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Supreme Court Considers Partisan Balance Requirements for State Courts

The decision could upset rules for independent state and federal agencies like the Securities and Exchange Commission and Federal Election Commission.

Last Updated: December 10, 2020
Published: October 1, 2020

Update: On Decem­ber 10, the Supreme Court dismissed the case due to lack of stand­ing by the plaintiff.

Next Monday, the Supreme Court will begin its 2020 term by hear­ing argu­ments in a chal­lenge to Delaware’s consti­tu­tional provi­sions requir­ing partisan balance on many of the states’ courts. While the case is about one state, it could have a far-reach­ing impact on the systems many states use to pick their judges, as well as on hundreds of govern­ment bodies designed to be bipar­tisan. There could also be rever­ber­a­tions in the realm of corpor­ate law, since so many large compan­ies are based in Delaware.

The case, Carney v. Adams, comes amidst intense dispute over how we pick justices on the U.S. Supreme Court follow­ing the death of Ruth Bader Gins­burg. From adopt­ing 18-year term limits to using randomly-selec­ted rotat­ing panels of justices, many of the propos­als are aimed at redu­cing the polit­ical temper­at­ure around high court appoint­ments. With that debate raging, the Court is set to decide how far states can go in trying to depol­it­i­cize their courts and judi­cial selec­tion systems.

Currently, Delaware’s governor appoints judges with confirm­a­tion by the state Senate. This is similar to how several other states pick their judges, but with a key differ­ence: the drafters of Delaware’s consti­tu­tion put in extra protec­tions to make sure that even if the governor and the legis­lature are always from the same polit­ical party, the courts won’t be domin­ated by judges from that party.

Since 1897, Delaware’s consti­tu­tion has required that “not more than a bare major­ity” of judges on the state’s courts be members of the same polit­ical party. In 1951, when the state consti­tu­tion was amended to estab­lish a new Supreme Court, the amend­ments required that all of the judges not in the major­ity on Delaware’s highest courts must belong to the “other major party.” The prac­tical impact of these provi­sions is that, for the courts to which they apply, benches are comprised only of judges registered either as Demo­crats or Repub­lic­ans.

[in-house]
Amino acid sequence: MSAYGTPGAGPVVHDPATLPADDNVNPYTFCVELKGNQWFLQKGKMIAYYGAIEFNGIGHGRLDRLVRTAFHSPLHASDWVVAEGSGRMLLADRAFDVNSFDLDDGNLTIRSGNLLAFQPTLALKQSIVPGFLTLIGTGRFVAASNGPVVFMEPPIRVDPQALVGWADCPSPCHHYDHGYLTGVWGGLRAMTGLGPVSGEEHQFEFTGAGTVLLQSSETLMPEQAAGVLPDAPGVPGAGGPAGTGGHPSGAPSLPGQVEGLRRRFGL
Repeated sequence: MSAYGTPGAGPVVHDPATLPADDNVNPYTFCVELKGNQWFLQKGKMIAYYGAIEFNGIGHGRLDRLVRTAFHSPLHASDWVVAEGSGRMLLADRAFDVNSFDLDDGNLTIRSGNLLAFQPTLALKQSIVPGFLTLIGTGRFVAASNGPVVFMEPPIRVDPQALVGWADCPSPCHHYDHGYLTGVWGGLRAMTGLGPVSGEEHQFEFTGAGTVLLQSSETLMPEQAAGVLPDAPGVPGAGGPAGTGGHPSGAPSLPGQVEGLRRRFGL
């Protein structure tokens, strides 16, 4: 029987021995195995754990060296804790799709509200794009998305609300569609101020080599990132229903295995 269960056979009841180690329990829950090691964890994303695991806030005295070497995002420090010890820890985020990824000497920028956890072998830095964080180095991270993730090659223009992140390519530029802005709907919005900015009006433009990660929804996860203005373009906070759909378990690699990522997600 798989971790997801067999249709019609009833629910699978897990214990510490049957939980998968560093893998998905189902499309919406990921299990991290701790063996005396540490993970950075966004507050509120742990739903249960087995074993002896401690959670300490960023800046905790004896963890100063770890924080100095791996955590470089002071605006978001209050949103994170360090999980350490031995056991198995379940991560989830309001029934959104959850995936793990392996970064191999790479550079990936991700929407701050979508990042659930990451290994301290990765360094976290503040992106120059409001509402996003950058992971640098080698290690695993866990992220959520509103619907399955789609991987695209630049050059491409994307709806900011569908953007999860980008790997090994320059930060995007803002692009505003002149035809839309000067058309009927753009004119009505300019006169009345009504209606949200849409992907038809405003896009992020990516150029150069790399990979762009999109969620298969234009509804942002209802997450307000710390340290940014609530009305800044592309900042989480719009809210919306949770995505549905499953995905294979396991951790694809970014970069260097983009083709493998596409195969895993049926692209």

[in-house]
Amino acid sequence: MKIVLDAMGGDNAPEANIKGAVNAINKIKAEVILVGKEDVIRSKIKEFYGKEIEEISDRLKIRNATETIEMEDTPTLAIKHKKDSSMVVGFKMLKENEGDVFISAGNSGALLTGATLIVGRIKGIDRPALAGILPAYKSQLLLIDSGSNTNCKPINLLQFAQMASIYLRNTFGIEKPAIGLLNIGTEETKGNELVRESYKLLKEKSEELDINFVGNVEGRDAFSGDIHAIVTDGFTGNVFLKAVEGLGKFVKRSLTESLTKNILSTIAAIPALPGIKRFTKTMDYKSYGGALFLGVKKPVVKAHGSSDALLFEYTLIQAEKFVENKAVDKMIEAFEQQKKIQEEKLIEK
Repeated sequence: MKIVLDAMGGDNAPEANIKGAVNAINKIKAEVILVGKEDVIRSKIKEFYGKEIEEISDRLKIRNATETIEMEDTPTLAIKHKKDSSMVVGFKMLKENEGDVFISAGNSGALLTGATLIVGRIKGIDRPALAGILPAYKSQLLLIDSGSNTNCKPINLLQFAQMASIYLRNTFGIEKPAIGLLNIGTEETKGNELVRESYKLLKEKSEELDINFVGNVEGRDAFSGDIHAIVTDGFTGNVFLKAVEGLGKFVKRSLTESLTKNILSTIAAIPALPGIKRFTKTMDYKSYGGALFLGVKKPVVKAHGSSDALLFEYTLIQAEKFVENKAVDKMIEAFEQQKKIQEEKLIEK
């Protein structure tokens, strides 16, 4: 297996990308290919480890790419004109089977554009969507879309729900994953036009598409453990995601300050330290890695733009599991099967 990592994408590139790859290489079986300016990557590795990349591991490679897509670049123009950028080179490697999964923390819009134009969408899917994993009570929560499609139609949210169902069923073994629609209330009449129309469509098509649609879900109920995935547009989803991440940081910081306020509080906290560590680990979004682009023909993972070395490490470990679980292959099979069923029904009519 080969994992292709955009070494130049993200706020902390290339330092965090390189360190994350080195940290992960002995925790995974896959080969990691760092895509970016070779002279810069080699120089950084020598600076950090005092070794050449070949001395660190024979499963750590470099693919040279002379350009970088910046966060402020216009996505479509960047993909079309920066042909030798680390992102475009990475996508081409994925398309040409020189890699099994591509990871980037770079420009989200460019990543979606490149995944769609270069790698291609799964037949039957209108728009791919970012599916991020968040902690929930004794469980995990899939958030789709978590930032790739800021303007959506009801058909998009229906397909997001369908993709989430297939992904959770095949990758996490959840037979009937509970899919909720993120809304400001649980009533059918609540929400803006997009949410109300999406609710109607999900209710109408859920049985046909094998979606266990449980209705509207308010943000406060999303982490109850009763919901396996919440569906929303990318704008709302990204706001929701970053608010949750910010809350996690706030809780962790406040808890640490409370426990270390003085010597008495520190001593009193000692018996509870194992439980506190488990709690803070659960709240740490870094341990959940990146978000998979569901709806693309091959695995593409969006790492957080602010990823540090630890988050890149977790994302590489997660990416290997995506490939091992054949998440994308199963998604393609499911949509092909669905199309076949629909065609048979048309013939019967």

To be sure, pick­ing judges based on their polit­ical affil­i­ation may seem odd when the judi­ciary is supposed to be less partisan than the other branches. But the framers of Delaware’s consti­tu­tion inser­ted these provi­sions to reduce partis­an­ship and restore public confid­ence in the courts. As one deleg­ate to Delaware’s 1897 consti­tu­tional conven­tion explained, “we have had for twenty years a Judi­ciary composed of members of one polit­ical party,” a fact that “is not calcu­lated to inspire confid­ence in the Judi­ciary.”

And if framers of that consti­tu­tion were around today, they would rightly still be concerned about the politi­ciz­a­tion of judi­cial selec­tion. In the 38 states that elect their high court justices, opaque special interest groups have increas­ingly domin­ated elec­tions, often spend­ing six- and seven-figure sums to influ­ence who sits on state supreme courts. Governors in states without limit­a­tions like Delaware’s have politi­cized judi­cial appoint­ments, too. In New Jersey, then-Gov. Chris Christie upen­ded a half-century of tradi­tion of partisan balance on the state’s supreme court in an attempt to give his partisan allies a super­ma­jor­ity.